PROMO Agriculture - Field Crop Hay Round Bale Dirt Road - Pixabay - Wolfgang Borchers

Amid program constraints, 'climate-smart' farming gets extra aid

© Pixabay - Wolfgang Borchers
Mike Moen

(Wisconsin News Connection) Farmers looking to enhance their range of climate-friendly practices are getting a boost with new federal funding. Producers face a tight window to take advantage of the aid. 

This month, the U.S. Department of Agriculture announced that through last year's Inflation Reduction Act, it's able to commit nearly $20 billion to programs that oversee "climate-smart" agriculture. 

Nearly $900 million is available for the current federal fiscal year. Margaret Krome - policy program director for Wisconsin's Michael Fields Agricultural Institute - said the extra money is crucial, because these programs are often over-subscribed.

"There's just never been a time that's as good for farmers to apply," said Krome, "because this extra amount of funding means it's more likely that you would be funded."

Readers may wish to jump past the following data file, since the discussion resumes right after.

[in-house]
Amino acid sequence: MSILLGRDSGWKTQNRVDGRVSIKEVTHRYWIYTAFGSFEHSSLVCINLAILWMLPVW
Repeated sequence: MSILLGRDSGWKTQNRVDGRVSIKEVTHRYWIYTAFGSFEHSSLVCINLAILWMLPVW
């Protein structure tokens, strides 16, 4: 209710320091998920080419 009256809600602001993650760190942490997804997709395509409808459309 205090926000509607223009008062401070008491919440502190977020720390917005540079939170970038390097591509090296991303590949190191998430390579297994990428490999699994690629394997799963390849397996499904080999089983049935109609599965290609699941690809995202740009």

For Wisconsin, there's an additional $2.7 million for the Environmental Quality Incentives Program, along with an extra $4.2 million for the Conservation Stewardship Program. 

As a result, Wisconsin leaders have extended the CSP signup date to March 17. The application deadline for the other program isn't until later in the spring. 

While these programs often use up all their funding, a study published this month says certain challenges are keeping adoption rates low for conservation efforts. 

Despite broader challenges, Krome suggested that committing these additional funds can help accelerate climate-friendly practices that are key in states like Wisconsin. These include planting pasture or perennial crops. 

"Those are practices that consistently have been shown to hold water," said Krome. "You have much less runoff, you have much better carbon establishment in the soil - so, you're holding carbon in the soil."

The new study, which involved several researchers at South Dakota State University, surveyed farmers in the western region of the U.S. Corn Belt. Narrow planting windows and lack of time and labor were among the challenges cited by participants.